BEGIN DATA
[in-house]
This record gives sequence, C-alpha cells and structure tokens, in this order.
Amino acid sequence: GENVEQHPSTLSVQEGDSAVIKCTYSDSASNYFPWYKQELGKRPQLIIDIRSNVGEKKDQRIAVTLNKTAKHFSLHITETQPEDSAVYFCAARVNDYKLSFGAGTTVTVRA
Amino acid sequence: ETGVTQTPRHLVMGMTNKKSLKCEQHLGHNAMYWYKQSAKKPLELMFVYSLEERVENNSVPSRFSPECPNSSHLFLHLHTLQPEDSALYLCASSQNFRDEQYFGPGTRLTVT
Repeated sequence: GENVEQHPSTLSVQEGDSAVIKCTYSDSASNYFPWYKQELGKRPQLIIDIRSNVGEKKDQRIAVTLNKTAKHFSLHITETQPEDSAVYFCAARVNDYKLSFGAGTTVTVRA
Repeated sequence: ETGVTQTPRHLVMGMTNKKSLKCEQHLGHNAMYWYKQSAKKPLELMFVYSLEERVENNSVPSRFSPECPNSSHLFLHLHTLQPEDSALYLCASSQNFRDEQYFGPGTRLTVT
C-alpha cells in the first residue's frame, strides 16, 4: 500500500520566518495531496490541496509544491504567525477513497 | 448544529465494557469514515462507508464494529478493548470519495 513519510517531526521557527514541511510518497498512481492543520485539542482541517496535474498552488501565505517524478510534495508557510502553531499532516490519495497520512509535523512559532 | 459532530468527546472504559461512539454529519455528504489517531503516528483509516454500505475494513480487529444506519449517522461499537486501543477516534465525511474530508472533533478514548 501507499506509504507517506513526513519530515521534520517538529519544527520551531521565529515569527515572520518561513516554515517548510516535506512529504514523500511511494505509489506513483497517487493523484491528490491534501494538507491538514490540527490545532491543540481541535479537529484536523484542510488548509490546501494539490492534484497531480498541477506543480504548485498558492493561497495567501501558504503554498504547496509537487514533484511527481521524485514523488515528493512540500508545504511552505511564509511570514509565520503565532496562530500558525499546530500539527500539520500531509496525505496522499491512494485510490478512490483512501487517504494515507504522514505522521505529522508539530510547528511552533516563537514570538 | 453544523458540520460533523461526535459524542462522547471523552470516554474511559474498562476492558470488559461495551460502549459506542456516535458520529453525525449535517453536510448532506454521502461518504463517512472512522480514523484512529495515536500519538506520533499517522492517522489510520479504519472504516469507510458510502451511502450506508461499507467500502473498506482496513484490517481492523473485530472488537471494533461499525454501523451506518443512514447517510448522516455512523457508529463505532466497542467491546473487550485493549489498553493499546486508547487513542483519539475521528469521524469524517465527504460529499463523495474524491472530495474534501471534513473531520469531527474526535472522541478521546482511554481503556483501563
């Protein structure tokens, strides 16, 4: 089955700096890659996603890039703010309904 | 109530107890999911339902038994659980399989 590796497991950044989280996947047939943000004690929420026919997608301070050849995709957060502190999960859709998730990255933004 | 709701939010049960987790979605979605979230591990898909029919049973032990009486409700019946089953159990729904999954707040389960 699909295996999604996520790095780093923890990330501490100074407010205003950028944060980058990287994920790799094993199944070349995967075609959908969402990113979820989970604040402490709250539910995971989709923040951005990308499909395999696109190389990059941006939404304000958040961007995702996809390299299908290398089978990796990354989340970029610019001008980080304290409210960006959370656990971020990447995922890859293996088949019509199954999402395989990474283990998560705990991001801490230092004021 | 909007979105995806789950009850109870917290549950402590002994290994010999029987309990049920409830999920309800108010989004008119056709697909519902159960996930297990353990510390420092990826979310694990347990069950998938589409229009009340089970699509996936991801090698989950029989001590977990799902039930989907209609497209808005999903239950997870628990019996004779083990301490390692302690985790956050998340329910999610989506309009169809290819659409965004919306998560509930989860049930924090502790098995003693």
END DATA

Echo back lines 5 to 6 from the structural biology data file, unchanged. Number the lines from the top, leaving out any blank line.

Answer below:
Repeated sequence: GENVEQHPSTLSVQEGDSAVIKCTYSDSASNYFPWYKQELGKRPQLIIDIRSNVGEKKDQRIAVTLNKTAKHFSLHITETQPEDSAVYFCAARVNDYKLSFGAGTTVTVRA
Repeated sequence: ETGVTQTPRHLVMGMTNKKSLKCEQHLGHNAMYWYKQSAKKPLELMFVYSLEERVENNSVPSRFSPECPNSSHLFLHLHTLQPEDSALYLCASSQNFRDEQYFGPGTRLTVT